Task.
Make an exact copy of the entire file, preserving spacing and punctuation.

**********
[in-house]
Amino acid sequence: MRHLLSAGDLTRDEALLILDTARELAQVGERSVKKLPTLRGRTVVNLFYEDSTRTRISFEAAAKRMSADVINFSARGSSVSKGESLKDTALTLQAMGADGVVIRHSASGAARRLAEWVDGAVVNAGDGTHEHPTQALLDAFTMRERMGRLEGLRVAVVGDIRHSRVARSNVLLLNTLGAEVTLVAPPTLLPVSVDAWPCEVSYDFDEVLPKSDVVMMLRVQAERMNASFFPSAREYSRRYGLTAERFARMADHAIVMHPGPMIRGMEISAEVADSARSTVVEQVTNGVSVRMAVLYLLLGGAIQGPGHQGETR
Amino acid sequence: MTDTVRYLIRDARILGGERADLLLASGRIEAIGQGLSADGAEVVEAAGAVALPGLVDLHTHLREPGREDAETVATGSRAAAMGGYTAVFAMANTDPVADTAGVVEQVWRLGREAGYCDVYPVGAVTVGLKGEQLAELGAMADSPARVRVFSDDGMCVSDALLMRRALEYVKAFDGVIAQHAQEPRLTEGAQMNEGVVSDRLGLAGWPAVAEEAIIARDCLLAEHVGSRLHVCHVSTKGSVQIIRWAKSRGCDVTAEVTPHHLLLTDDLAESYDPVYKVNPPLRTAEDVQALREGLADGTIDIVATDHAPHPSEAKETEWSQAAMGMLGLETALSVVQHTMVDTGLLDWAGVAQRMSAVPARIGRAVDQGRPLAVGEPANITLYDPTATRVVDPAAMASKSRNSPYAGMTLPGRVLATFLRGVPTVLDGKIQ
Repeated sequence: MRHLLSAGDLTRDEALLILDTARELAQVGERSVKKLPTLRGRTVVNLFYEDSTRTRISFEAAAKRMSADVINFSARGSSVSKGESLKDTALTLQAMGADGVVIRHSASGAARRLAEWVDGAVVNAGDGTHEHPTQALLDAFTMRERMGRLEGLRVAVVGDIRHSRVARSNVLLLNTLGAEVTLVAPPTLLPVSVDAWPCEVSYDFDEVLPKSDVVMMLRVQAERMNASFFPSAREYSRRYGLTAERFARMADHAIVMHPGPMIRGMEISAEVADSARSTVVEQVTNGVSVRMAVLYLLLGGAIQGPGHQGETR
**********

[in-house]
Amino acid sequence: MRHLLSAGDLTRDEALLILDTARELAQVGERSVKKLPTLRGRTVVNLFYEDSTRTRISFEAAAKRMSADVINFSARGSSVSKGESLKDTALTLQAMGADGVVIRHSASGAARRLAEWVDGAVVNAGDGTHEHPTQALLDAFTMRERMGRLEGLRVAVVGDIRHSRVARSNVLLLNTLGAEVTLVAPPTLLPVSVDAWPCEVSYDFDEVLPKSDVVMMLRVQAERMNASFFPSAREYSRRYGLTAERFARMADHAIVMHPGPMIRGMEISAEVADSARSTVVEQVTNGVSVRMAVLYLLLGGAIQGPGHQGETR
Amino acid sequence: MTDTVRYLIRDARILGGERADLLLASGRIEAIGQGLSADGAEVVEAAGAVALPGLVDLHTHLREPGREDAETVATGSRAAAMGGYTAVFAMANTDPVADTAGVVEQVWRLGREAGYCDVYPVGAVTVGLKGEQLAELGAMADSPARVRVFSDDGMCVSDALLMRRALEYVKAFDGVIAQHAQEPRLTEGAQMNEGVVSDRLGLAGWPAVAEEAIIARDCLLAEHVGSRLHVCHVSTKGSVQIIRWAKSRGCDVTAEVTPHHLLLTDDLAESYDPVYKVNPPLRTAEDVQALREGLADGTIDIVATDHAPHPSEAKETEWSQAAMGMLGLETALSVVQHTMVDTGLLDWAGVAQRMSAVPARIGRAVDQGRPLAVGEPANITLYDPTATRVVDPAAMASKSRNSPYAGMTLPGRVLATFLRGVPTVLDGKIQ
Repeated sequence: MRHLLSAGDLTRDEALLILDTARELAQVGERSVKKLPTLRGRTVVNLFYEDSTRTRISFEAAAKRMSADVINFSARGSSVSKGESLKDTALTLQAMGADGVVIRHSASGAARRLAEWVDGAVVNAGDGTHEHPTQALLDAFTMRERMGRLEGLRVAVVGDIRHSRVARSNVLLLNTLGAEVTLVAPPTLLPVSVDAWPCEVSYDFDEVLPKSDVVMMLRVQAERMNASFFPSAREYSRRYGLTAERFARMADHAIVMHPGPMIRGMEISAEVADSARSTVVEQVTNGVSVRMAVLYLLLGGAIQGPGHQGETR